112. 112
    Woodrow L. Goode, IV says:

    @EconWatcher: I’m glad you brought that up. Good memory of a great guy.

    But I’d describe the Wellstone ad– which people can watch here— as falling into the “scorn” category. Wellstone is ridiculing– good-naturedly, but it’s still ridicule– a two-term incumbent who won’t debate the other party’s nominee.

    There are a couple of other differences in the ad:

    1. Everyone in Wellstone’s ad is a real person. Nobody in the DCCC ad is.

    2. It was a real situation played for humor. Wellstone was trying to get Boschwitz to debate him and Boschwitz was dodging him.

    The DCCC ad depicts a phony scenario. Anyone really think seniors will be cutting lawns or working as strippers to pay medical bills? Nope. And the minute you say “that’s silly”, you’ve undercut the ad.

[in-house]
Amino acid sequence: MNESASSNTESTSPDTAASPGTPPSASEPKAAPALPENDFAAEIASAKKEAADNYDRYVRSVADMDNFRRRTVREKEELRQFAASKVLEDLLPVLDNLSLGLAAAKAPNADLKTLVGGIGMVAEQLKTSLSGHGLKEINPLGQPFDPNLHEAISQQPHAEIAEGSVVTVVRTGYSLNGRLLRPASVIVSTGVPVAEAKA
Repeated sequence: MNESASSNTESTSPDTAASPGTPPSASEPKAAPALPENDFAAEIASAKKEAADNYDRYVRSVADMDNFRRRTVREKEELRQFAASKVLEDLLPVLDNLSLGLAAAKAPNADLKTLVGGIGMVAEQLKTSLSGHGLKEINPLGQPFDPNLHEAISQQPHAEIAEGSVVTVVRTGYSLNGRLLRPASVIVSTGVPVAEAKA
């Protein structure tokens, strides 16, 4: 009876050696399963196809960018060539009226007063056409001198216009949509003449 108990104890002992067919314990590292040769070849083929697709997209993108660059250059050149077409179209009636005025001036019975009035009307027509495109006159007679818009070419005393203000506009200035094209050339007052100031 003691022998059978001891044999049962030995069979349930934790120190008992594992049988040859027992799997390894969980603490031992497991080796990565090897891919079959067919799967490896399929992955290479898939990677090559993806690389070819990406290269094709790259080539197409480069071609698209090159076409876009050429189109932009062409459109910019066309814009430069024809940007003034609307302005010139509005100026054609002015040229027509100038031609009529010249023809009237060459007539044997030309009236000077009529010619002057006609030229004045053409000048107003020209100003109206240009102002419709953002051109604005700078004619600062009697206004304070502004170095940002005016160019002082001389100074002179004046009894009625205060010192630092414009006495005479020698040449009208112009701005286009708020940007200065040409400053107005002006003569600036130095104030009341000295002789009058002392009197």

If you want to do a funny ad, show a real situation– seniors taking reverse mortgages and selling their life insurance policy for a lump sum to pay for coverage. I could do a terrific one with (say) Bob Odenkirk for Saul Goodman’s Medical Insurance Financing.

    What the DCCC created was a joke– and I don’t mean that in a good way.

  113. 113

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  114. 114
    Woodrow L. Goode, IV says:

    @OzoneR: I’m sorry, I’ll add a qualifier for you. If you run a scary ad that’s based on information that nobody will stand behind, it won’t work.

    Jack Conway’s Aqua Buddha ad on Rand Paul was criticized by FactCheck.org, which noted that even the ‘victim’ described it as a hazing and not a kidnapping, said “[I]t now appears that the incident was just a weird prank, not a kidnapping.” It concluded, “Whether it’s fair to dredge up irreverent college hijinks from 30 years ago… we’ll leave to our readers to judge.”